Sharks on Ice
Walleyes and perch on a frozen lake? Puh-leez. Real men don't go panfishing when there are sharks to haul through the ice.
Forget your Daddy’s icefishing. Leave the 5-gallon plastic pail and the snuff can of waxies at home. This is sharkin’, as Captain Quint from the movie Jaws would say–in this case sharkin’ for the elusive Greenland shark (Somniosus microcephalus), a relatively unknown monster of the deep that usually lives below the arctic ice and can grow up to 21 feet long and weigh more than 2,000 pounds. But icesharkin’? That’s right, at least for the hardy souls who will brave the first-ever Greenland Shark Challenge March 11-18, in Uummannaq, Greenland, on the country’s western shore.
Sponsored by the non-profit Greenland Shark Angling Committee, the Challenge will host 20 anglers, all trying to hook the biggest “Greenie,” as the shark is nicknamed. Recommended equipment includes a 50-pound-class stand-up rod, a multiplier reel, a good harness and a rod belt. Locals will chum fishing holes to attract sharks; then contestants will drop a hook baited with whale meat or seal blubber hundreds of feet down. Greenies don’t usually put up a big fight (if they did, you’d never get one), although landing them still takes plenty of muscle.
Warm clothes are a must. March temperatures in Uummannaq average about minus-15 degrees Fahrenheit. In fact, it’s best to bring lots of stuff, as the town, with only 2,800 people (and 3,000 sled dogs), doesn’t actually sell any of the necessary fishing gear. (The Uummannaq hotel, home base for the event, will rent sealskin suits and boots to keep you warm on the ice, however.) Total cost to participate? About 3,450 Euros, or $3,869. That includes travel, accommodations, food and the competition. For more information, go to www.greenland guide.gl/sharkchallenge.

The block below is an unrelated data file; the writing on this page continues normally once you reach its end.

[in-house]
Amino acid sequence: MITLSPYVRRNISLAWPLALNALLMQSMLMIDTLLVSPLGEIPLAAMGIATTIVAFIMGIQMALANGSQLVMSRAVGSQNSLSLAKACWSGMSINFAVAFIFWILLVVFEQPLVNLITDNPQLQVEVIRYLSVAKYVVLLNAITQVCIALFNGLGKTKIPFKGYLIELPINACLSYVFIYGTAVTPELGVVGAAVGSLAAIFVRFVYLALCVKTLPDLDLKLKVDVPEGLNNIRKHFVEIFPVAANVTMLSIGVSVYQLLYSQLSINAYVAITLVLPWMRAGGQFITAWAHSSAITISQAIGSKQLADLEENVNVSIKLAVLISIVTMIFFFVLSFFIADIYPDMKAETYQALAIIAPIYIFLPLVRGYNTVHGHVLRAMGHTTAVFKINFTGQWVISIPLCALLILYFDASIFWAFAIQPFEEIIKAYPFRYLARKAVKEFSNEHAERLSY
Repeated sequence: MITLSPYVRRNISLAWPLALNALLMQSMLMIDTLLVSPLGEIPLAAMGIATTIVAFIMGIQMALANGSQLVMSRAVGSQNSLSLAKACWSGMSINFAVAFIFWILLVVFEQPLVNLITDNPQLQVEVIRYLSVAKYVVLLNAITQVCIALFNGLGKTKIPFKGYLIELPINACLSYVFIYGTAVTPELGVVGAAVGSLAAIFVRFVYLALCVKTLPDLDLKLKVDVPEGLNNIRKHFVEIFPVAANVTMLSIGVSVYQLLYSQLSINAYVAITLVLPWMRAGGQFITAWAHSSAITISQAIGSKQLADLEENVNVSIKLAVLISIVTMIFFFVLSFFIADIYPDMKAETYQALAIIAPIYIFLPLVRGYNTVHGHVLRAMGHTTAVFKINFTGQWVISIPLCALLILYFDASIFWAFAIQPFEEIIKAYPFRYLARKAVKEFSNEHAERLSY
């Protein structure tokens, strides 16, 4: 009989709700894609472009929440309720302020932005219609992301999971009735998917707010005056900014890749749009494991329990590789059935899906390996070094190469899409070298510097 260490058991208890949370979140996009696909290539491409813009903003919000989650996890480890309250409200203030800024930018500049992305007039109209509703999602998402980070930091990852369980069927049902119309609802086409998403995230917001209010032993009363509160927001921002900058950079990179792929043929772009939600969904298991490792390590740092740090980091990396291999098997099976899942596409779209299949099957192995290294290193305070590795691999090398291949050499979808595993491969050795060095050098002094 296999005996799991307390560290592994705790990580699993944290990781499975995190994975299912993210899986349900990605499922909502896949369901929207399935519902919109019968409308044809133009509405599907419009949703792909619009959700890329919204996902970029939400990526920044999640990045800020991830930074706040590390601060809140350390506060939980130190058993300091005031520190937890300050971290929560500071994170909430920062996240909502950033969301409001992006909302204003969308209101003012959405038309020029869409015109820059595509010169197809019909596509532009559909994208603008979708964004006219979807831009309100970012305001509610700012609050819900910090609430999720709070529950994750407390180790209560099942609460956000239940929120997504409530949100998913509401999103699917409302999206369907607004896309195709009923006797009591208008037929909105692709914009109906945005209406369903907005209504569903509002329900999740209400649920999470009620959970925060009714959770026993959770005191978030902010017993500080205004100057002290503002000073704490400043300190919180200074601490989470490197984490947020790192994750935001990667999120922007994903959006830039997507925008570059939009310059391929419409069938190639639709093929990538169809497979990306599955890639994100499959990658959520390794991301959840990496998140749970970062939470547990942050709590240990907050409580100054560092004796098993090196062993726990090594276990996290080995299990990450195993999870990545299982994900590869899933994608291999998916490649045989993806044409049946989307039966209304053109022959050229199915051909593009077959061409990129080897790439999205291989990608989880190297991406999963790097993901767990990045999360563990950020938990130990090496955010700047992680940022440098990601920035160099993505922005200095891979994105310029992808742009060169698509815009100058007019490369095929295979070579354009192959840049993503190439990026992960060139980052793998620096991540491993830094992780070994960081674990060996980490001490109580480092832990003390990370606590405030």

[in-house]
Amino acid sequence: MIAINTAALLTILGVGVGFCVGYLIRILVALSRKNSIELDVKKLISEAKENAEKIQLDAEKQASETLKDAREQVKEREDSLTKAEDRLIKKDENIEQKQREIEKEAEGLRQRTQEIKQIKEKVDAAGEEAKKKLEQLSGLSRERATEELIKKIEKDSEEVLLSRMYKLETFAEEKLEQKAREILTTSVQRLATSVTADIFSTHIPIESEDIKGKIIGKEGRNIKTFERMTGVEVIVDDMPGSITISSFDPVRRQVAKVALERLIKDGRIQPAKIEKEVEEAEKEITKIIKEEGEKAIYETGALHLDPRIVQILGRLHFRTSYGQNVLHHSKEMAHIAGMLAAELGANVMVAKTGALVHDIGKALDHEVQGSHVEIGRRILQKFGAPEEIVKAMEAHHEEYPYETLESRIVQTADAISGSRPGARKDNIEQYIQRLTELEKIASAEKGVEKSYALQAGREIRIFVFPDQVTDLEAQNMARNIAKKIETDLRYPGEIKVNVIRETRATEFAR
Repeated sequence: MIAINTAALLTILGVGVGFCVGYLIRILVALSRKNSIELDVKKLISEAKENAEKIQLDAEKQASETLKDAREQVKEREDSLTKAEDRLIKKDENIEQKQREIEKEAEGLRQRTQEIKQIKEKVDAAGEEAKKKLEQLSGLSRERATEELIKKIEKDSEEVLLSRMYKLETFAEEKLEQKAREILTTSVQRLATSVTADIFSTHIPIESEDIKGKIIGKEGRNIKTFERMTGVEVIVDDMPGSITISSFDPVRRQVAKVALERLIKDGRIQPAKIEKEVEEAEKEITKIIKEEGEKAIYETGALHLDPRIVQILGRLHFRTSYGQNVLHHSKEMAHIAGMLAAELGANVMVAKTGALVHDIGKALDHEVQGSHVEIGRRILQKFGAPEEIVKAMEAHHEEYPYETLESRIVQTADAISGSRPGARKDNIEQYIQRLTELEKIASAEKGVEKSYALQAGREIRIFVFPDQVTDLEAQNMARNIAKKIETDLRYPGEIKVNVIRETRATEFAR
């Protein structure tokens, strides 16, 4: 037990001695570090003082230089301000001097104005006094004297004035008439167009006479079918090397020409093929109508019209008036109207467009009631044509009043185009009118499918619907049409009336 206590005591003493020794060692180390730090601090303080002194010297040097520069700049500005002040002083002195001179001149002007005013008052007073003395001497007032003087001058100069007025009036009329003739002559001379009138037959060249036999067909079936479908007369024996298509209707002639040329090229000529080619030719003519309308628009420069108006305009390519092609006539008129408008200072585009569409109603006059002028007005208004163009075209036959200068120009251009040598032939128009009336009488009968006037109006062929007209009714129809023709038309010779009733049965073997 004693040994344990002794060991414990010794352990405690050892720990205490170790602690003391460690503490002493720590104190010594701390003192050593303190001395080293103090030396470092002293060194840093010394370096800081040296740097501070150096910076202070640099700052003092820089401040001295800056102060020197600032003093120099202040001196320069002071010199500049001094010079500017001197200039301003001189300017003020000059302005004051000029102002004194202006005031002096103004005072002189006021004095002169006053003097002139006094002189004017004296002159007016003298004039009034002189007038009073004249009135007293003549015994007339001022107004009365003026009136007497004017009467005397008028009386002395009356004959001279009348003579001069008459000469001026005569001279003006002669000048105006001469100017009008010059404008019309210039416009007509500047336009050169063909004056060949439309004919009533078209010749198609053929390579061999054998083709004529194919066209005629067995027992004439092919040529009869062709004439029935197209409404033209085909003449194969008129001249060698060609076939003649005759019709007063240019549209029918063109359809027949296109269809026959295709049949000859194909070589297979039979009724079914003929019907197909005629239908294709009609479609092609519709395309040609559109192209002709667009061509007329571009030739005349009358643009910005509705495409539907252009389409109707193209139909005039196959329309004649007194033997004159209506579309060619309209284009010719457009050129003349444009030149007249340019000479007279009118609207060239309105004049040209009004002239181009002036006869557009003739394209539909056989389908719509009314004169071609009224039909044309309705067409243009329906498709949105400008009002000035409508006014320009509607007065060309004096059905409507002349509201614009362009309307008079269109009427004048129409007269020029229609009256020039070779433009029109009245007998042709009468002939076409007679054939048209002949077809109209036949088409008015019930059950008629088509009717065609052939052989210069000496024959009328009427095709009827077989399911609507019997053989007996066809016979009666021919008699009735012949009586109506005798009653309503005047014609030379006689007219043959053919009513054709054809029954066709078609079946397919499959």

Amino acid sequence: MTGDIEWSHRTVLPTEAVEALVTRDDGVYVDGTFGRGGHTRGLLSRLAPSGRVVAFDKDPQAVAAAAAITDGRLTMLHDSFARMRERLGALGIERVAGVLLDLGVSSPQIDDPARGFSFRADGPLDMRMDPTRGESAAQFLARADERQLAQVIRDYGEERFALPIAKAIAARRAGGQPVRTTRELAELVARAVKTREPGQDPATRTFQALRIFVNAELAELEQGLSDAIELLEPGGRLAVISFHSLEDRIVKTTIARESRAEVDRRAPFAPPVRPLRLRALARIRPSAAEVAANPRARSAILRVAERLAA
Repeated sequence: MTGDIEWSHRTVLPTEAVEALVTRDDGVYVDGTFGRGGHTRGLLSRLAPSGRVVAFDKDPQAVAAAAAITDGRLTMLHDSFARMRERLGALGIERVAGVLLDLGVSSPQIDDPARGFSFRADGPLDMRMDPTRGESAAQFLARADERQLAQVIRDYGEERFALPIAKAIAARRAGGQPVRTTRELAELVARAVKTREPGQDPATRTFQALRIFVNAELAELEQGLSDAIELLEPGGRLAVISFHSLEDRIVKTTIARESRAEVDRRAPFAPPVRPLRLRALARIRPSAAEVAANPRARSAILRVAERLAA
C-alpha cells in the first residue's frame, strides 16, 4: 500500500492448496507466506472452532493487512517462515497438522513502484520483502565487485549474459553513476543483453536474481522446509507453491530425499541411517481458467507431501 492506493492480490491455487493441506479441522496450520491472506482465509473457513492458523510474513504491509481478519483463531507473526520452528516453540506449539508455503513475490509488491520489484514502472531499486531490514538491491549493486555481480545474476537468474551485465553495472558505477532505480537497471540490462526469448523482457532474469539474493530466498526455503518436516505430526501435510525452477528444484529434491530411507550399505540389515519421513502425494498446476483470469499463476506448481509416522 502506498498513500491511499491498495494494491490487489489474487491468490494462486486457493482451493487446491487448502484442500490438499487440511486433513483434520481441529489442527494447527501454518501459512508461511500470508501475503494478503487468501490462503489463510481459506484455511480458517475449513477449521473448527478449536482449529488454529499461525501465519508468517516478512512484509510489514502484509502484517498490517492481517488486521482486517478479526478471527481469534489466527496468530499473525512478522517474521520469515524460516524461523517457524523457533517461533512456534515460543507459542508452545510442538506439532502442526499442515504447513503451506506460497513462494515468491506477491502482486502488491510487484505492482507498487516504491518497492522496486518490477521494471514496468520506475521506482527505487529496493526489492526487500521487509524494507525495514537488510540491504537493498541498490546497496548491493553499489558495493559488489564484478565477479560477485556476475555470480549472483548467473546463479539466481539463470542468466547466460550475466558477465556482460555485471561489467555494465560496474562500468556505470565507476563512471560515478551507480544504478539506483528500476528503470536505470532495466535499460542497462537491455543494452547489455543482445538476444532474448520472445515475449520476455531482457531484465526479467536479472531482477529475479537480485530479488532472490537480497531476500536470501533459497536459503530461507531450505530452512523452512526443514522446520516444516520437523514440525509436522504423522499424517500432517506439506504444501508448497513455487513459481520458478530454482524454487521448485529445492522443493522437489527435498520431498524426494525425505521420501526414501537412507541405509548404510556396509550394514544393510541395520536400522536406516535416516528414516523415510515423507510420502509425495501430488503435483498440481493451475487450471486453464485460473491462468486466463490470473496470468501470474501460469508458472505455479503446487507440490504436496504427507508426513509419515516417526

Danish fishing writer Peter Steensen went sharking outside greater Uummannaq last March with two British anglers and a documentary film crew. Steensen and the Brits used Shimano reels outfitted with more than a thousand feet of Siglon Kevlar line “as thin as sewing thread,” according to Steensen, who eventually landed a 467-pound Greenie after a 70-minute struggle. “My biggest shark so far,” he says, “but only a baby. The local fishermen have caught sharks weighing more than six hundred kilos [1,600 pounds] on their halibut lines.”
DON’T GO IN THE WATER
The Greenland shark isn’t entirely unknown to North America. Inuit people of the Northwest Territories tell stories about Greenland sharks lying in wait like crocodiles at the mouths of arctic rivers and then attacking caribou that come to drink. With wide mouths filled with row after row of inch-long teeth, Greenland sharks are known to grab onto their prey and “corkscrew” around and around as their teeth dig ever deeper into their victims.
If you do the Challenge, don’t expect a big shark fry after you haul up Jaws Junior. According to Jeffrey Gallant, a Canadian shark researcher, Greenie flesh contains unusually high concentrations of uric acid, a component of urine. Repeated freezing and thawing of the meat is supposed to make it palatable, “but apparently, it still tastes just like urine,” Gallant notes. Is it any wonder the Challenge encourages catch-and-release? –Brian McCombie
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